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Nga Tohu

In 1840 more than 500 chiefs signed the Treaty of Waitangi, New Zealand’s founding document. Ngā Tohu, when complete, will contain a biographical sketch of each signatory.


Signature Sheet Signed as Probable name Tribe Hapū Signing Occasion
7 Sheet 7 — The Herald (Bunbury) Sheet Iwikau Iwikau Ngāi Tahu Ngāti Rangiāmoa Akaroa, 30 May 1840

Iwikau signed the Herald (Bunbury) sheet of the Treaty of Waitangi at Akaroa on 30 May 1840. He was a rangatira (chief) of Ngāti Rangiāmoa, the senior line of the Ngāi Tuahuriri section of the Ngāi Tahu iwi (tribe). He was a half-brother of Te Maiharanui, who in 1830 was captured by Te Rauparaha on the Elizabeth and killed. His other siblings were Mukoko, Parekaiakaaka and Maikoukou (this may be an alternative spelling of Mukoko). Their parents were Te Whe and Haritaua. He married Wahaka, the fifth child of Tutuke and Te Wakarawa. [1] Iwikau had a daughter who married the whaler James Robinson Clough, also known as Jimmy Robinson or Rapahina. They had a child named Abner. [2]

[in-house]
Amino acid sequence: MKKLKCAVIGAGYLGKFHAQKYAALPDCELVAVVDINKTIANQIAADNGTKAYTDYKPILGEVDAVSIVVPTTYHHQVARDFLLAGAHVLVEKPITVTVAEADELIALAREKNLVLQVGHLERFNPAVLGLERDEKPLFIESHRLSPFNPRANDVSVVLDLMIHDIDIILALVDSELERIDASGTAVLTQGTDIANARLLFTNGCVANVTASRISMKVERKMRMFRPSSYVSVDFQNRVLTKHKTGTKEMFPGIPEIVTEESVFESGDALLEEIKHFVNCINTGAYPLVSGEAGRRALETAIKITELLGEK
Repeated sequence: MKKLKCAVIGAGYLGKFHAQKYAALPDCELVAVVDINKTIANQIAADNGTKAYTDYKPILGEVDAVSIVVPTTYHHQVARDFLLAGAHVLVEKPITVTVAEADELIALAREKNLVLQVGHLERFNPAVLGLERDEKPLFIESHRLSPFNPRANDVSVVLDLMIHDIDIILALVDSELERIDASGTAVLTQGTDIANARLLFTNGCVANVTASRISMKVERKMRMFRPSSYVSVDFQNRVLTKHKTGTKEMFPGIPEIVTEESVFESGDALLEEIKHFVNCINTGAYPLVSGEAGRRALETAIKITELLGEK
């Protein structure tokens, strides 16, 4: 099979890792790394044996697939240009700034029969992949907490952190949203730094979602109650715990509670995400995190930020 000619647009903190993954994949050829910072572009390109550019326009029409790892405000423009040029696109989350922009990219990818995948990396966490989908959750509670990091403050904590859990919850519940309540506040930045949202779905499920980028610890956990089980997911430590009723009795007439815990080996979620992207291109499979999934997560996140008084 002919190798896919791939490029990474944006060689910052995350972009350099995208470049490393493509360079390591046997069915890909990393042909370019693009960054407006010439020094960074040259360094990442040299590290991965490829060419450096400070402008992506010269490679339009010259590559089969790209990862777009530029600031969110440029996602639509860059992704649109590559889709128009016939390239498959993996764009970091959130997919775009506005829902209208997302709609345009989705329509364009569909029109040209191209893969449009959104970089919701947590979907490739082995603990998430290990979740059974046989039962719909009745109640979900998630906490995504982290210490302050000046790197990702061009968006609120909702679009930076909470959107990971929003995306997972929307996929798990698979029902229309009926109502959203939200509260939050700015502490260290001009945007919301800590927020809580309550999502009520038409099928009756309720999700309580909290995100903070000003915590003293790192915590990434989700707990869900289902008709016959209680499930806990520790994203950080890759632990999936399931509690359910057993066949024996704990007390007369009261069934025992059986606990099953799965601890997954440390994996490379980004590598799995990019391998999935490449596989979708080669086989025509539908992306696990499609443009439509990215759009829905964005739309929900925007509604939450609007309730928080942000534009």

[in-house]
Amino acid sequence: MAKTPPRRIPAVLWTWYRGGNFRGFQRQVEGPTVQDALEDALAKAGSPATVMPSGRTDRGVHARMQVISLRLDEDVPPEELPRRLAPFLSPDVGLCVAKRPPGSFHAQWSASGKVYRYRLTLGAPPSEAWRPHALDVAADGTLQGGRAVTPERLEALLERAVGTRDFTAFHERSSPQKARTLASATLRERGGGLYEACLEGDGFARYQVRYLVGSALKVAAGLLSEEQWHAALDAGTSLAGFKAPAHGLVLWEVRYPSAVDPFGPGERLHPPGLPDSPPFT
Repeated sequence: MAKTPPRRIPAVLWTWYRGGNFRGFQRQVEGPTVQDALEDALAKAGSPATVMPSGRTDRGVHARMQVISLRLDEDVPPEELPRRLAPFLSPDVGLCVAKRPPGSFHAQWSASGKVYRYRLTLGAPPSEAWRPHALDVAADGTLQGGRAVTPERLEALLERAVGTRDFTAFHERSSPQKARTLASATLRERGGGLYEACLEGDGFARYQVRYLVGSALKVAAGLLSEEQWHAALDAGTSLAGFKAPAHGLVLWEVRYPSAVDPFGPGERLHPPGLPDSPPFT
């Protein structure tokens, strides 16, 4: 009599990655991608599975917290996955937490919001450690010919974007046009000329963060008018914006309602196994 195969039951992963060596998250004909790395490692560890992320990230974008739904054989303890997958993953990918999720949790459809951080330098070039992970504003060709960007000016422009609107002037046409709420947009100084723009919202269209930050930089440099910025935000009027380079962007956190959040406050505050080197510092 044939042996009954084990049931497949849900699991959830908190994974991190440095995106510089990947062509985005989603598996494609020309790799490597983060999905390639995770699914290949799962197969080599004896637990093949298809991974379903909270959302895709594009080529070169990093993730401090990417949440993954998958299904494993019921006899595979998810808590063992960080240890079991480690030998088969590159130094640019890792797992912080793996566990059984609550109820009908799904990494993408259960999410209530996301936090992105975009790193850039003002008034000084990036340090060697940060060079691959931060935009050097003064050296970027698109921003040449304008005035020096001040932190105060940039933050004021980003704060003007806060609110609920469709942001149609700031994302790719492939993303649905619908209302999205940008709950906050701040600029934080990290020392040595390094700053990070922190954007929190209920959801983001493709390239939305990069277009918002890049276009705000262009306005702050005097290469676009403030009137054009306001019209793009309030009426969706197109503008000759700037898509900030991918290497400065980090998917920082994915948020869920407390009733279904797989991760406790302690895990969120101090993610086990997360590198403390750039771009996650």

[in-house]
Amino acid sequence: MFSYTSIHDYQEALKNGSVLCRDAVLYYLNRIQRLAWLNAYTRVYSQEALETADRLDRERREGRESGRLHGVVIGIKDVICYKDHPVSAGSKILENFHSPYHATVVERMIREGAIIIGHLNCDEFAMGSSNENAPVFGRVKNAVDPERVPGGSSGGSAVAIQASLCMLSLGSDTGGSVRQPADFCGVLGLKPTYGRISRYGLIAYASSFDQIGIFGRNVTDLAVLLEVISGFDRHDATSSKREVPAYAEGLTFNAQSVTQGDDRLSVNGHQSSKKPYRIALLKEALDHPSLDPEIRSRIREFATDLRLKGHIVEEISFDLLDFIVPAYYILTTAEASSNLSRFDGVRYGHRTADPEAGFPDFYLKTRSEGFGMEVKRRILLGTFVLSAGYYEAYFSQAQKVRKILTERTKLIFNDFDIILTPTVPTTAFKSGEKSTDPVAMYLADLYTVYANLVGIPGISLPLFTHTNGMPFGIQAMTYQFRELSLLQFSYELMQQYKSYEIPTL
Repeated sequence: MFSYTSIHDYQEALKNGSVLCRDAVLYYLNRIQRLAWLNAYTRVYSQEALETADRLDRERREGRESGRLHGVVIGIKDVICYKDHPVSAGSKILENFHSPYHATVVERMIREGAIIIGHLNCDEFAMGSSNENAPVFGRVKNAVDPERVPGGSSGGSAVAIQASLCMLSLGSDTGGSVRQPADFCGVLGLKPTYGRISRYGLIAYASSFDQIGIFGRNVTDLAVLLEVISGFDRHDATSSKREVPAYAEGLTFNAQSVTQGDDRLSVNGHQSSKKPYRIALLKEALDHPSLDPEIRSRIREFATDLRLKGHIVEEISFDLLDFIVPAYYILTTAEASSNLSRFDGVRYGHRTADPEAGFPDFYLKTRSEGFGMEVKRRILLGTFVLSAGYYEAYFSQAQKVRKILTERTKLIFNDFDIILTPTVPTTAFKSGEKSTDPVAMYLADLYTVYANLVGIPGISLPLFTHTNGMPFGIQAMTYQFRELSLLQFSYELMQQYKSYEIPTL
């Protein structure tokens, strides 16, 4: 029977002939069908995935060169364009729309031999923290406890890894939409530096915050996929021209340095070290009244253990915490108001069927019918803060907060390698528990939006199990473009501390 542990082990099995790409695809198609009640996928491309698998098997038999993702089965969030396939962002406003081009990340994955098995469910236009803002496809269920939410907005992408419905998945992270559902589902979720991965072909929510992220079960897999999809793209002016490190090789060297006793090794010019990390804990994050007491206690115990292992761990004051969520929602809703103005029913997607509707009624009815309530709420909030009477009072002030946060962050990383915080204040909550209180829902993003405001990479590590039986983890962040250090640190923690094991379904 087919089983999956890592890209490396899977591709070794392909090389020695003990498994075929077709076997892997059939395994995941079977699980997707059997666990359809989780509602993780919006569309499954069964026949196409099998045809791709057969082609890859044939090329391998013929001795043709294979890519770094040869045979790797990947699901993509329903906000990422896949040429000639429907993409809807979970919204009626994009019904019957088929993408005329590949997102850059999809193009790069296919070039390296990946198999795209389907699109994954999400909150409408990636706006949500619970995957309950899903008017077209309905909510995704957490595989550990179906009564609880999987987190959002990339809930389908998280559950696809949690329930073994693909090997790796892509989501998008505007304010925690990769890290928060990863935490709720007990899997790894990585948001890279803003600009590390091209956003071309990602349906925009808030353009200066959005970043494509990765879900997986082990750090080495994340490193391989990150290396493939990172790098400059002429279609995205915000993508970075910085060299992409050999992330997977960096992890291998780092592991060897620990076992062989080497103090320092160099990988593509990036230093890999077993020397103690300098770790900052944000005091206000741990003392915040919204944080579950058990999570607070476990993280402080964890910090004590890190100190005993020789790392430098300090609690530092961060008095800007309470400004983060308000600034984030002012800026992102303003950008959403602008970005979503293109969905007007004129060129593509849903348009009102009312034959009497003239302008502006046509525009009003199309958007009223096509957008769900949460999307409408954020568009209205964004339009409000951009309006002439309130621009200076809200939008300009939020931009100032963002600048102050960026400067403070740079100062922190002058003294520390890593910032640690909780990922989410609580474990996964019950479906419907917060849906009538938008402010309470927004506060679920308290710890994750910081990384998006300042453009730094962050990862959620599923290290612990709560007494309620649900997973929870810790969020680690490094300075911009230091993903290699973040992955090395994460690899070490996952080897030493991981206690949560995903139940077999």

Iwikau was the main rangatira of 450 people living at Koukourarata (Port Levy) on Banks Peninsula. [3] He was described as ‘a person of agreeable and gentlemanly manners’. [4]

In 1834, Iwikau was a leader in the Ngāi Tahu campaign to the Marlborough Sounds known as Oraumoa nui or Taua nui. Ngāi Tahu brought 500 fighting men and stayed for two months, but Ngāti Toa kept out of sight. [5]

[1] Evison, 1952, p. 24

[2] Historical, Illustrated Guide to Christchurch and Neighbourhood, p. 1

[3] Enclosure in No. 1, A Compendium of Official Documents Relative to Native Affairs in the South Island, Volume Two

[4] The Southern Districts of New Zealand, Edward Shortland, Longman, Brown, Green and Longmans, London, 1851, p. 256

[5] ‘Marlborough’, Lore and history of the South Island Maori, W. A. Taylor, Bascands Ltd, Christchurch, p. 21

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